I love bounce beats. When I'm working out or ready to party, nothing get's me more ready than a great Mannie fresh bounce track; his discography is littered with them. Still, I never considered them overly complicated or dynamic. Boy was I wrong.  The highlight of the night came at the end, when unplanned, Mannie spent a good 15 minutes just playing beats off his iPad. These beat's included cracking remixes of Earth Wind and Fire, Michael Jackson, Hall and Oats, and the Showtime At The Apollo theme song, and even a country song. Yes, Mannie turned a country song into a banger that would knock Garth Brook's cowboy hat right off his head. It was incredible to me the way he was able to take anything, even classical music, and turn it into a distinctly Mannie beat.  It really spoke to his attitude as a whole, Mannie really likes to push boundaries, experiment, and bridge two sounds that may be completely different and to me that is the mark of a true artist.  After hearing, first hand, his approach is like (and  of course the results) I appreciate what Mannie does on a whole different level; the man is an artist no matter how many songs with "ass" in the name he has produced.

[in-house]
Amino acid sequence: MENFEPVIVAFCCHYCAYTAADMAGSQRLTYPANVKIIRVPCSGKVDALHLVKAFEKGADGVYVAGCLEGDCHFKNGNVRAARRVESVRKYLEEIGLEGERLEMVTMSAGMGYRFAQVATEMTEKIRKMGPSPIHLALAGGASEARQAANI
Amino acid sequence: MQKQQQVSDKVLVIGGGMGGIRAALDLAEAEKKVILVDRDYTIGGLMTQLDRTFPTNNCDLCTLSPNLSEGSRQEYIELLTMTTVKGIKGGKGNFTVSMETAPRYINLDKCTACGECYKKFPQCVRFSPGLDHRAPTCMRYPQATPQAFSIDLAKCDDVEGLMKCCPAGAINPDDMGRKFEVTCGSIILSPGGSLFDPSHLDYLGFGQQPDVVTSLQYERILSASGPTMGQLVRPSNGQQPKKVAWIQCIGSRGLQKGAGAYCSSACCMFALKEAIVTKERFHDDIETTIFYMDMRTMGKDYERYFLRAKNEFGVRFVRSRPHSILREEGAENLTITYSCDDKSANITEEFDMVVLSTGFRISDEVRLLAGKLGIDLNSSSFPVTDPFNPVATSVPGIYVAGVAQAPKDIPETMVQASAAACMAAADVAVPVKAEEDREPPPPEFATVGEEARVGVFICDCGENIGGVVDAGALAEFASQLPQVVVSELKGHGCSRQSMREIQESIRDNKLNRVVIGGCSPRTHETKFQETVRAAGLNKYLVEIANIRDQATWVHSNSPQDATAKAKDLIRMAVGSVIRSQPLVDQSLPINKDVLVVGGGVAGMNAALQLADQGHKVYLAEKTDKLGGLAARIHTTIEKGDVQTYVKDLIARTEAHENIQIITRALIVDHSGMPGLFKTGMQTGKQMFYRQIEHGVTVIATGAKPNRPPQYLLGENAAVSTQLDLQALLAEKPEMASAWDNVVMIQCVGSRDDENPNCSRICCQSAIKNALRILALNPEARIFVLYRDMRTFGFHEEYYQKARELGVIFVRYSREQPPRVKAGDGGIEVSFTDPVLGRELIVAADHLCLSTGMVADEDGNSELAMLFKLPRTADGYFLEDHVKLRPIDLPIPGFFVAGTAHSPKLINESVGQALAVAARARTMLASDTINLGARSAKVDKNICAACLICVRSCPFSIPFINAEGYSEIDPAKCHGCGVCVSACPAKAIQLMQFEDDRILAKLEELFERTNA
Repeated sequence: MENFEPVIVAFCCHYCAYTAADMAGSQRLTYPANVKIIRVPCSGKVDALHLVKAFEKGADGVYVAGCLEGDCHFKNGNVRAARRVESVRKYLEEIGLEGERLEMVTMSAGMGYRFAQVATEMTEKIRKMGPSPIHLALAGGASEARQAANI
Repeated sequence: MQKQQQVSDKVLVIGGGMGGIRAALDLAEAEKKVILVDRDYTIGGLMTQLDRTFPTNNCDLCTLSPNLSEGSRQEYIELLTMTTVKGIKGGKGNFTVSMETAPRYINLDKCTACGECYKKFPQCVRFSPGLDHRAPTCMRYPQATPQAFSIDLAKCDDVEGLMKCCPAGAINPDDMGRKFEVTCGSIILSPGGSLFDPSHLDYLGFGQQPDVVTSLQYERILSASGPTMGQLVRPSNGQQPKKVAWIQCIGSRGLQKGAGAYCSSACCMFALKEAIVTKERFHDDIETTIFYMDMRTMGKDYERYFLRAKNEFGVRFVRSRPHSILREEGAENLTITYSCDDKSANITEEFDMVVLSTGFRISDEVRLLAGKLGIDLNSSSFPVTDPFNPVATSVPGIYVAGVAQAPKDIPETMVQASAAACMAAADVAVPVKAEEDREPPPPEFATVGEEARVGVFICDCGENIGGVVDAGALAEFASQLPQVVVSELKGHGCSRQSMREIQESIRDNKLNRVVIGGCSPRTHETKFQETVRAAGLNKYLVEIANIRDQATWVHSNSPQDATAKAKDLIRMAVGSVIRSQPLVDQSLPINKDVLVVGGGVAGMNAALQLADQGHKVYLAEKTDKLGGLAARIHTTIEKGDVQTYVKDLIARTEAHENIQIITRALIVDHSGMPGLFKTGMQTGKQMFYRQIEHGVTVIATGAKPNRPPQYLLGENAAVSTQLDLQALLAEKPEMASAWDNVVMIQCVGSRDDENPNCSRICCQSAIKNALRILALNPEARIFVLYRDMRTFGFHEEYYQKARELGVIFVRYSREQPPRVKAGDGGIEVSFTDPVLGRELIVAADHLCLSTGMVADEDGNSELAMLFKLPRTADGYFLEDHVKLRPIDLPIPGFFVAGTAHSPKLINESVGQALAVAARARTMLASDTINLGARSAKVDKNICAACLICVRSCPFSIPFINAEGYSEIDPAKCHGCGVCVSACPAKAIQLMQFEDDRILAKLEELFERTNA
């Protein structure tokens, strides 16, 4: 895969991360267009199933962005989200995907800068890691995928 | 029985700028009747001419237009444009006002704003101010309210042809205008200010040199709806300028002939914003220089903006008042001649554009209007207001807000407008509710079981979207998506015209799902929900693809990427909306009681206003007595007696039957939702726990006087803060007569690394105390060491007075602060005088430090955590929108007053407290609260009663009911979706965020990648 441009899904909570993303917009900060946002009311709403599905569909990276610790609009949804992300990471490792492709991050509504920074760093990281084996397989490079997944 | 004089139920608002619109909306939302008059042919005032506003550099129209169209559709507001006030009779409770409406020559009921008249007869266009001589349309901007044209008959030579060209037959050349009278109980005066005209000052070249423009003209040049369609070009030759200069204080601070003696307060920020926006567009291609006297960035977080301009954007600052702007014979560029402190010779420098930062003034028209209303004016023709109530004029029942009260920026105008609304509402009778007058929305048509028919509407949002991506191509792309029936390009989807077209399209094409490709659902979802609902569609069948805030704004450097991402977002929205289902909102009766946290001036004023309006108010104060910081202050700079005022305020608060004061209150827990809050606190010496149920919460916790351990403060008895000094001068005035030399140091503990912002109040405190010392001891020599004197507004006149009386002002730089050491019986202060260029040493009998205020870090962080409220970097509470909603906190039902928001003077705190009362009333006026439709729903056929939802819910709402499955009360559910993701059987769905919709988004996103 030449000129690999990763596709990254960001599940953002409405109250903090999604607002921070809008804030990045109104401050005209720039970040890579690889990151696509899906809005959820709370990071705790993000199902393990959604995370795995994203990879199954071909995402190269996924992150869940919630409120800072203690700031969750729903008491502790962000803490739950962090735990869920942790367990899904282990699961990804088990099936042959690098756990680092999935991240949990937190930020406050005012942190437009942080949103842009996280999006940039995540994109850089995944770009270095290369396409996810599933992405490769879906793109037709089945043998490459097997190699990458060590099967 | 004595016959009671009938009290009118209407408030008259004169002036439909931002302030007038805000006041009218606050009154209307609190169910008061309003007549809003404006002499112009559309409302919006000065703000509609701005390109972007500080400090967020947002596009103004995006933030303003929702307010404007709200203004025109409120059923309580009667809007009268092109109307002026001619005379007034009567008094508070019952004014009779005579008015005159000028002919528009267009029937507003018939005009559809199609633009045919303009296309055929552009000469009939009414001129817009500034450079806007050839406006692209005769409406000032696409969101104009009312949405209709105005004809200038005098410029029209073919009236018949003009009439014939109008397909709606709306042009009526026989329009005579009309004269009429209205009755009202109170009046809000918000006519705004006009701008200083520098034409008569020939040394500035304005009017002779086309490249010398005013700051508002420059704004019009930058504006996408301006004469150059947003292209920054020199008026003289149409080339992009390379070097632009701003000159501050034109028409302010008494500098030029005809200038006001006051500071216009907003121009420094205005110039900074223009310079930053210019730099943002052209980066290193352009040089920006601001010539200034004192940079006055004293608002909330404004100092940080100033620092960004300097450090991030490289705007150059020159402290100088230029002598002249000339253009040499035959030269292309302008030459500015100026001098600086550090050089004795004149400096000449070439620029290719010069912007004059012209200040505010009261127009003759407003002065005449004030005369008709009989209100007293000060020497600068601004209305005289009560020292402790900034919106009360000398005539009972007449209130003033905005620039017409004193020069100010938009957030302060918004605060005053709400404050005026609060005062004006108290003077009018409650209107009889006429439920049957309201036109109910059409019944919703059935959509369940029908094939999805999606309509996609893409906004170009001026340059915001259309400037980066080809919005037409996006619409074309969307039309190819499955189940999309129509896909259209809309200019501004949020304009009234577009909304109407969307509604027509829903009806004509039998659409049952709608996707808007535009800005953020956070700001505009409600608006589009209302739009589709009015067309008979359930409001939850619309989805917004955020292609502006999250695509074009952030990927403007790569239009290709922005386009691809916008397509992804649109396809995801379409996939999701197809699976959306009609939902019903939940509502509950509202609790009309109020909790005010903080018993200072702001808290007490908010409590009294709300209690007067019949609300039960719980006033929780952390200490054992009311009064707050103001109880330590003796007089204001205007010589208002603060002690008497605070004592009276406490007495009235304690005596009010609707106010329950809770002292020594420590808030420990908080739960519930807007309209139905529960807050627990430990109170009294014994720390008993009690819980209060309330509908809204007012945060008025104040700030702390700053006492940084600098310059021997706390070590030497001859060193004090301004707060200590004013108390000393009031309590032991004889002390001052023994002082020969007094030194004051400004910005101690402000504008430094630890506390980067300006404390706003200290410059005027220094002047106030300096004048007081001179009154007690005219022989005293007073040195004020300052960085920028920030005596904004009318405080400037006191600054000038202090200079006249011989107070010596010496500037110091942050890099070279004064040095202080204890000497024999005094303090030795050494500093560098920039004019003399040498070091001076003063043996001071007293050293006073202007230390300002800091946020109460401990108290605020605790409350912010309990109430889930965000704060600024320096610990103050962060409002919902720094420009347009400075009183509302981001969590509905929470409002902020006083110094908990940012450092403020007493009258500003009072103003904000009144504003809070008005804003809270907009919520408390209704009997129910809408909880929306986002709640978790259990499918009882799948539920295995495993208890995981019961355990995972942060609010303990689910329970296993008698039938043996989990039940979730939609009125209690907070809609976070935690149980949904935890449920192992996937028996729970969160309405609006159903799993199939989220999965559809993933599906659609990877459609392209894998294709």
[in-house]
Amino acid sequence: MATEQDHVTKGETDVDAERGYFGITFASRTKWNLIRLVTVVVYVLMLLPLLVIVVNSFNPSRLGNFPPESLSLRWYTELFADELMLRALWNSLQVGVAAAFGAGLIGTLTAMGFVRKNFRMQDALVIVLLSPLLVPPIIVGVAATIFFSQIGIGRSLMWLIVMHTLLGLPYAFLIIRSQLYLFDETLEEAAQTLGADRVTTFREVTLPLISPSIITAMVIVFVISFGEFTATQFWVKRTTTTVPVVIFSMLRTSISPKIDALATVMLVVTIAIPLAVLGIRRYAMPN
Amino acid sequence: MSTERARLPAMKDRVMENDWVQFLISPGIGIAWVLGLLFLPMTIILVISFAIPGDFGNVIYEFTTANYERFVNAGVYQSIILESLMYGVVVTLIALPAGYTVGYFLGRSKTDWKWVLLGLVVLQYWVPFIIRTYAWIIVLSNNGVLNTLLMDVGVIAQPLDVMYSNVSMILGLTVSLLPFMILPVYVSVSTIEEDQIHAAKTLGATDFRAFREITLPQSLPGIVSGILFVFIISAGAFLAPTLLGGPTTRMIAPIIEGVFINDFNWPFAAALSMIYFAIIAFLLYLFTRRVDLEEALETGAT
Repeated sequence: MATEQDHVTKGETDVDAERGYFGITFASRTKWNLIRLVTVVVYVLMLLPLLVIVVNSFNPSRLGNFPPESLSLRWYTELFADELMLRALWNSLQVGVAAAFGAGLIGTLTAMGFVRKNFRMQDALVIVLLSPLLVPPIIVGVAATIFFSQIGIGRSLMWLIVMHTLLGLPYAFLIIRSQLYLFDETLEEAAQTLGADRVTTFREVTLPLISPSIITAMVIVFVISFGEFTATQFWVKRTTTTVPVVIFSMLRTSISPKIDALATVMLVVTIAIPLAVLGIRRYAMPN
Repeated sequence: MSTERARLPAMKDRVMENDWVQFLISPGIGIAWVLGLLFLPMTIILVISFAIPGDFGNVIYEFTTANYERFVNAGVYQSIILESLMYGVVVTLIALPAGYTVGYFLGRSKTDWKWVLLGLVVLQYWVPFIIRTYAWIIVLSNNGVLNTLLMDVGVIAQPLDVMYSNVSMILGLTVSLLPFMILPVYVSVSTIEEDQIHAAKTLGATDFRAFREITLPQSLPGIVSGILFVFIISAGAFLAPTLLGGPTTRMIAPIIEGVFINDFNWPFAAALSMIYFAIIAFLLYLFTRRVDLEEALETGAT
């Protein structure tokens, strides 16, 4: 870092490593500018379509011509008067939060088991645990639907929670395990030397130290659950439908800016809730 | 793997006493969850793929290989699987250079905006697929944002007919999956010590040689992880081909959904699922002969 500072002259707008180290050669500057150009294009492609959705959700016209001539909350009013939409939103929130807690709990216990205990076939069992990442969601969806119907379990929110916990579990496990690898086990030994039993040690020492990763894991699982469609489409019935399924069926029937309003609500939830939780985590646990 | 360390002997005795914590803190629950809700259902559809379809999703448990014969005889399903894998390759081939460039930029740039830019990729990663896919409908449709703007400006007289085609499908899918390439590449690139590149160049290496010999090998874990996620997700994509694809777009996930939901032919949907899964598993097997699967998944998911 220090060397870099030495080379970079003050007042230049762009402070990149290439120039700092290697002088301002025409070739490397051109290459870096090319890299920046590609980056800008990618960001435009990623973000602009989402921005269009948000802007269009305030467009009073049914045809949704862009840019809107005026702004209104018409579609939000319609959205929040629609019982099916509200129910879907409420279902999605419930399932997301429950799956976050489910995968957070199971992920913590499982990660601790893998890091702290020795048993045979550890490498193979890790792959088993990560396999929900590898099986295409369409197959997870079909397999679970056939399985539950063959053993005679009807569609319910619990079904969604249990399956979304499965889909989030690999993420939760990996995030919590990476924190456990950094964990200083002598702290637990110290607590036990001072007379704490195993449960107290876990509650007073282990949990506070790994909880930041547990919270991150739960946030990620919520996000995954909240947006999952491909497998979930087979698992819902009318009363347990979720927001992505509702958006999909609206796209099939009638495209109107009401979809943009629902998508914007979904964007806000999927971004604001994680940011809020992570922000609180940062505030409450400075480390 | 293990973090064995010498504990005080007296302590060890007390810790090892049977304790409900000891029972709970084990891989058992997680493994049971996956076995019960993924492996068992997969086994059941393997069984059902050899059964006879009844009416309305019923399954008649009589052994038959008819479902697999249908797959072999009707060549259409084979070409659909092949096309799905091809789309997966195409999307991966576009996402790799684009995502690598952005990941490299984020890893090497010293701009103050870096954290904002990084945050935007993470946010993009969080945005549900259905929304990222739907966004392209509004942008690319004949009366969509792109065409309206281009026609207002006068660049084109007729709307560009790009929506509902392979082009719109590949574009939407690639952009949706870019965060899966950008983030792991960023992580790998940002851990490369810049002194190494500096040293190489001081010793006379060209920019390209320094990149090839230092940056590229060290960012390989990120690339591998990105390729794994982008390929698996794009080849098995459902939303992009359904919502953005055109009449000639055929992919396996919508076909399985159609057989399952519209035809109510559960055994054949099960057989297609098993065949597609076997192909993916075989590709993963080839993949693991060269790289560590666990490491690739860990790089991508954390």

5.) NPR is amazing...